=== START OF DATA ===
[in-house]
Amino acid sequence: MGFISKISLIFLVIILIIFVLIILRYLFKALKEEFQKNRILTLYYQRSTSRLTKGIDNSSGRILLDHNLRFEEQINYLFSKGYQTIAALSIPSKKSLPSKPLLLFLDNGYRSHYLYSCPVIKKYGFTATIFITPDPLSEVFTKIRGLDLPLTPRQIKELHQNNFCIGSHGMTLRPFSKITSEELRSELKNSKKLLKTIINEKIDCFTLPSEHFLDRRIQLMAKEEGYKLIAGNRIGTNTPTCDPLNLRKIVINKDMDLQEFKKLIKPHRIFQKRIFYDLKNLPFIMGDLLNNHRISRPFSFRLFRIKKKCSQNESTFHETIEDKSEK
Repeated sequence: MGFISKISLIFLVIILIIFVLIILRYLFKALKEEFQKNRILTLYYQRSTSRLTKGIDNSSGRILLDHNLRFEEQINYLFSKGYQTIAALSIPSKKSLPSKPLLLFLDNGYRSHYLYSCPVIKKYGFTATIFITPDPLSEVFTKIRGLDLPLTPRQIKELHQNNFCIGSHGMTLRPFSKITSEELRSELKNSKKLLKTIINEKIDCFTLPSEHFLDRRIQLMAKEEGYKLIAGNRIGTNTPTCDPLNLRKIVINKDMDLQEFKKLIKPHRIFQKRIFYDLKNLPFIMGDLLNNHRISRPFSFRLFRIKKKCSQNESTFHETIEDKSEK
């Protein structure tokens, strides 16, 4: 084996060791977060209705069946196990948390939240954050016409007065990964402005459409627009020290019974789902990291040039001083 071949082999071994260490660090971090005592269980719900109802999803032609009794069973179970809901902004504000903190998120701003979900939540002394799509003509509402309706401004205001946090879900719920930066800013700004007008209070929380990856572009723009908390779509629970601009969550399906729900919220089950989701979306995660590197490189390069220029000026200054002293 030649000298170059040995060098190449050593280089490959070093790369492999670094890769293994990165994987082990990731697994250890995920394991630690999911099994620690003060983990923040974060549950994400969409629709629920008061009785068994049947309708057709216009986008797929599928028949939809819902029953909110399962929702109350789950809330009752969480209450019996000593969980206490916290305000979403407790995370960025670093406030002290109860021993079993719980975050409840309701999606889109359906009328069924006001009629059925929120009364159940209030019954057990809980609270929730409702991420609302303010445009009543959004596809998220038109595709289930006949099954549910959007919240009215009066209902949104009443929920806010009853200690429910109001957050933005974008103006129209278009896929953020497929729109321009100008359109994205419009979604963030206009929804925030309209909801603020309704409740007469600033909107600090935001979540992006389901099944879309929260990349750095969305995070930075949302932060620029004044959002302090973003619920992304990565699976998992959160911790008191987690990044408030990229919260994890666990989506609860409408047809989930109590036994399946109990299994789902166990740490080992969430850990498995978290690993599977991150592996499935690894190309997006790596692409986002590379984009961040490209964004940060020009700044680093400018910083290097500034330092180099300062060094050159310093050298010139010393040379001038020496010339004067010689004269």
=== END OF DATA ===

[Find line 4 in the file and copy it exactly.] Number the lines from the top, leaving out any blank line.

């Protein structure tokens, strides 16, 4: 084996060791977060209705069946196990948390939240954050016409007065990964402005459409627009020290019974789902990291040039001083 071949082999071994260490660090971090005592269980719900109802999803032609009794069973179970809901902004504000903190998120701003979900939540002394799509003509509402309706401004205001946090879900719920930066800013700004007008209070929380990856572009723009908390779509629970601009969550399906729900919220089950989701979306995660590197490189390069220029000026200054002293 030649000298170059040995060098190449050593280089490959070093790369492999670094890769293994990165994987082990990731697994250890995920394991630690999911099994620690003060983990923040974060549950994400969409629709629920008061009785068994049947309708057709216009986008797929599928028949939809819902029953909110399962929702109350789950809330009752969480209450019996000593969980206490916290305000979403407790995370960025670093406030002290109860021993079993719980975050409840309701999606889109359906009328069924006001009629059925929120009364159940209030019954057990809980609270929730409702991420609302303010445009009543959004596809998220038109595709289930006949099954549910959007919240009215009066209902949104009443929920806010009853200690429910109001957050933005974008103006129209278009896929953020497929729109321009100008359109994205419009979604963030206009929804925030309209909801603020309704409740007469600033909107600090935001979540992006389901099944879309929260990349750095969305995070930075949302932060620029004044959002302090973003619920992304990565699976998992959160911790008191987690990044408030990229919260994890666990989506609860409408047809989930109590036994399946109990299994789902166990740490080992969430850990498995978290690993599977991150592996499935690894190309997006790596692409986002590379984009961040490209964004940060020009700044680093400018910083290097500034330092180099300062060094050159310093050298010139010393040379001038020496010339004067010689004269």